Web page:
• Green scallions

Because these noodles can be quite heavy in flavor and texture, it’s great to serve these with refreshing cucumber slices or pickled radish.

How to make jajangmyeon (Korean black bean noodles)

  1. Heat up a pot of water until boiling. Cook the dry noodles until al dente, around 8 minutes. You can cook for a little longer if you prefer your noodles softer. Drain and rinse with cold water so they stay chewy. Set aside as you prep your vegetables and black bean sauce.
  2. In a hot skillet, add oil and cook down onions until translucent. Add the zucchinis and cabbage and cook down for another 3-4 minutes. Lastly, add the scallions and stir-fry for another 30 seconds. Set aside the cooked vegetables in a separate plate.
  3. In the same hot skillet, add the Korean black bean sauce with sugar. Stir until the sugar is mixed in. You can add a little oil if you feel that the black bean sauce is too thick. Then, add in 1 cup of water or vegetable broth if you’d like it more savory. Let it simmer.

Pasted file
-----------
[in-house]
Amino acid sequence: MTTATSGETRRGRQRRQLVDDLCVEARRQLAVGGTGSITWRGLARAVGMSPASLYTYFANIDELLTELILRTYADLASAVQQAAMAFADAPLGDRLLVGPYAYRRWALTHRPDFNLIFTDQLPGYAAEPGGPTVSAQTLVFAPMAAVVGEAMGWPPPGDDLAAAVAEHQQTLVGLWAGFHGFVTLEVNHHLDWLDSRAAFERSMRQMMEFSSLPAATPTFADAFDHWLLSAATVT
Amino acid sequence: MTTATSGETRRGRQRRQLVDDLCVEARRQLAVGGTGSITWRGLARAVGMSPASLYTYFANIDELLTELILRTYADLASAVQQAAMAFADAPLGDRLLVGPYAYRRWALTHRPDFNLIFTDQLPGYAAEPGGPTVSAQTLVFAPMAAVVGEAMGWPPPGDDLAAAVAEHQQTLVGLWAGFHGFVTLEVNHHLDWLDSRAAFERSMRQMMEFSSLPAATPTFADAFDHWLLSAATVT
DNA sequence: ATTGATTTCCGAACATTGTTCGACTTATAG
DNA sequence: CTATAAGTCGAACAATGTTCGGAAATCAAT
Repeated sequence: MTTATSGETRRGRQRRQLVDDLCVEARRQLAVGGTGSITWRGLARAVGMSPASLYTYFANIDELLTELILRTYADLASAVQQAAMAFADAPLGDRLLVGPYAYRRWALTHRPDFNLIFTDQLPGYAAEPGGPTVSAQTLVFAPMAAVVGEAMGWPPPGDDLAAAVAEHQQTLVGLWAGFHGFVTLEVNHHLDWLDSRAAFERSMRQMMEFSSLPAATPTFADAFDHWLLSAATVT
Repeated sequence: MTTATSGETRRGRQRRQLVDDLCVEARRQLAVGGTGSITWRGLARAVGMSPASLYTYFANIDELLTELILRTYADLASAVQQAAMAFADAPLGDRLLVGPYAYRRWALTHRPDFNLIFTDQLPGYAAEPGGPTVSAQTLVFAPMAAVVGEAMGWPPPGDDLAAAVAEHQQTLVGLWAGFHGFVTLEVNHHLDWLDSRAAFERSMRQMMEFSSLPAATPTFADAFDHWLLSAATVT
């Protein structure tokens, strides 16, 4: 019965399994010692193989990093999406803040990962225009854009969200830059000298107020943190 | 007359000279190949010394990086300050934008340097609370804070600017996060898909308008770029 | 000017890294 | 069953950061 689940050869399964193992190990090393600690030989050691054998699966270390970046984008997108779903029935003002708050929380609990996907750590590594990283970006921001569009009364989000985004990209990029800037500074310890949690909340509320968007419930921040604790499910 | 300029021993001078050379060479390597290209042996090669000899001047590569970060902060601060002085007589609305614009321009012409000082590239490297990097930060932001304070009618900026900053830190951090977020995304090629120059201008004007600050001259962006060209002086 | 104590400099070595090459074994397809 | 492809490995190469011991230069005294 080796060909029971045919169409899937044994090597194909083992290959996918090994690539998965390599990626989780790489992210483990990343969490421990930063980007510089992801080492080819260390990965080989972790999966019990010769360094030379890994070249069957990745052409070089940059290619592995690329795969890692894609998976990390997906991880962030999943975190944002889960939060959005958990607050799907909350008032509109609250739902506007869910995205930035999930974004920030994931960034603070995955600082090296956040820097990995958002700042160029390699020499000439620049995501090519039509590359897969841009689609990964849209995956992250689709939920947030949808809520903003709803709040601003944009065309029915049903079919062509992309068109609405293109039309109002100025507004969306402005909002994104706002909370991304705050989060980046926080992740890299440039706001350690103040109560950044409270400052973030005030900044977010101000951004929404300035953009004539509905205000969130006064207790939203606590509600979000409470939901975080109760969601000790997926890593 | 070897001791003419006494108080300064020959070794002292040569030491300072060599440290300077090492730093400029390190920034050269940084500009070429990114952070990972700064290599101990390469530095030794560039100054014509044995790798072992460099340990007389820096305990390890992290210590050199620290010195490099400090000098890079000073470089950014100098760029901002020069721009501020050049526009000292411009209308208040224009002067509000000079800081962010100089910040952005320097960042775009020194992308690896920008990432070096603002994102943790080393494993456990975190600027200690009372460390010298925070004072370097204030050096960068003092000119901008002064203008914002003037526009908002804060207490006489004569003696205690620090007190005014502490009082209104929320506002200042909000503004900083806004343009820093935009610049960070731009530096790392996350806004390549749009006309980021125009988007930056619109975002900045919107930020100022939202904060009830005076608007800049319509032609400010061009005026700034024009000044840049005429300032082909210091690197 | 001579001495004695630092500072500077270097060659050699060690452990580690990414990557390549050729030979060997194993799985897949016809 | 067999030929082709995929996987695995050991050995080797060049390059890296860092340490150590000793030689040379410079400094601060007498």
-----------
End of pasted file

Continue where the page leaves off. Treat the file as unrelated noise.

4. Make cornstarch slurry with 1:2 cornstarch to water ratio. Add into the black bean sauce. Let the sauce thicken.
  5. Add your vegetables back in and mix until everything is evenly coated.
  6. Place your noodles in a bowl and scoop the sauce over. Use chopsticks to mix the sauce into the noodles so it’s evenly coated and you get a bit of everything with each bite!
  7. You can serve this with julienned cucumbers and pickled radish to add something refreshing between each bite!

Looking for more vegetarian Asian dishes?

When in Asia, it can be hard to find vegetarian or vegan dishes! A lot of Asian cooking uses either pork lard as the fat or adds ground meat to stir-fry vegetable dishes.

Try my vegetarian takes on stir-fry eggplant with garlic sauce or vegan japchae (stir-fry glass noodles) to still be able to enjoy Asian food without the meat!

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5 from 18 votes

Vegan Jajangmyeon (Korean Black Bean Noodles)

Vegan jajangmyeon, a tasty and savory Chinese-Korean dish, for the ultimate comfort meal
Course Main Course
Cuisine Chinese, Korean